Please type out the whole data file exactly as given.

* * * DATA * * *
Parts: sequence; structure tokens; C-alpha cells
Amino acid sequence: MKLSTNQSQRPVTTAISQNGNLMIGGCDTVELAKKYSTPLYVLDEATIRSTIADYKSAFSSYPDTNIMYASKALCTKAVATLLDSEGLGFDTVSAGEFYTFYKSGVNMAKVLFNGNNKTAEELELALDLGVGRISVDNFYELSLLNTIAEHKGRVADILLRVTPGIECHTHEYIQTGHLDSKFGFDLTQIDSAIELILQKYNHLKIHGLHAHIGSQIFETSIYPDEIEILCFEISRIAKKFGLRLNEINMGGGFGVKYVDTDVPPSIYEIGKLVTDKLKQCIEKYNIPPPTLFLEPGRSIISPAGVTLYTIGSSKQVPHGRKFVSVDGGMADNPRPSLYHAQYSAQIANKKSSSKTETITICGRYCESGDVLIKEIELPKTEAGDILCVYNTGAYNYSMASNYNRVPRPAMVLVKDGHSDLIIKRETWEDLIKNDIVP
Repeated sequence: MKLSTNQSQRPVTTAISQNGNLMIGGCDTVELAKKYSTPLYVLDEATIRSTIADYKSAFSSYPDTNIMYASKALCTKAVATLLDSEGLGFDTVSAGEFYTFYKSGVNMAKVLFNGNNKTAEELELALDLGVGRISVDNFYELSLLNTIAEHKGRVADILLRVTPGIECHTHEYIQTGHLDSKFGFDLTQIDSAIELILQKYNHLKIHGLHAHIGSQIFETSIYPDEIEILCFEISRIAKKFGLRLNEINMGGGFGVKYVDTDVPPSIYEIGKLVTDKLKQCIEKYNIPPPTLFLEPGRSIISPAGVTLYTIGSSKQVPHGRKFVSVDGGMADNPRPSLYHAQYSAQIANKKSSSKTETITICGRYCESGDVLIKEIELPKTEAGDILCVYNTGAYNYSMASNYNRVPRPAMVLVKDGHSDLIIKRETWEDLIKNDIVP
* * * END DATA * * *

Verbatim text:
Parts: sequence; structure tokens; C-alpha cells
Amino acid sequence: MKLSTNQSQRPVTTAISQNGNLMIGGCDTVELAKKYSTPLYVLDEATIRSTIADYKSAFSSYPDTNIMYASKALCTKAVATLLDSEGLGFDTVSAGEFYTFYKSGVNMAKVLFNGNNKTAEELELALDLGVGRISVDNFYELSLLNTIAEHKGRVADILLRVTPGIECHTHEYIQTGHLDSKFGFDLTQIDSAIELILQKYNHLKIHGLHAHIGSQIFETSIYPDEIEILCFEISRIAKKFGLRLNEINMGGGFGVKYVDTDVPPSIYEIGKLVTDKLKQCIEKYNIPPPTLFLEPGRSIISPAGVTLYTIGSSKQVPHGRKFVSVDGGMADNPRPSLYHAQYSAQIANKKSSSKTETITICGRYCESGDVLIKEIELPKTEAGDILCVYNTGAYNYSMASNYNRVPRPAMVLVKDGHSDLIIKRETWEDLIKNDIVP
Repeated sequence: MKLSTNQSQRPVTTAISQNGNLMIGGCDTVELAKKYSTPLYVLDEATIRSTIADYKSAFSSYPDTNIMYASKALCTKAVATLLDSEGLGFDTVSAGEFYTFYKSGVNMAKVLFNGNNKTAEELELALDLGVGRISVDNFYELSLLNTIAEHKGRVADILLRVTPGIECHTHEYIQTGHLDSKFGFDLTQIDSAIELILQKYNHLKIHGLHAHIGSQIFETSIYPDEIEILCFEISRIAKKFGLRLNEINMGGGFGVKYVDTDVPPSIYEIGKLVTDKLKQCIEKYNIPPPTLFLEPGRSIISPAGVTLYTIGSSKQVPHGRKFVSVDGGMADNPRPSLYHAQYSAQIANKKSSSKTETITICGRYCESGDVLIKEIELPKTEAGDILCVYNTGAYNYSMASNYNRVPRPAMVLVKDGHSDLIIKRETWEDLIKNDIVP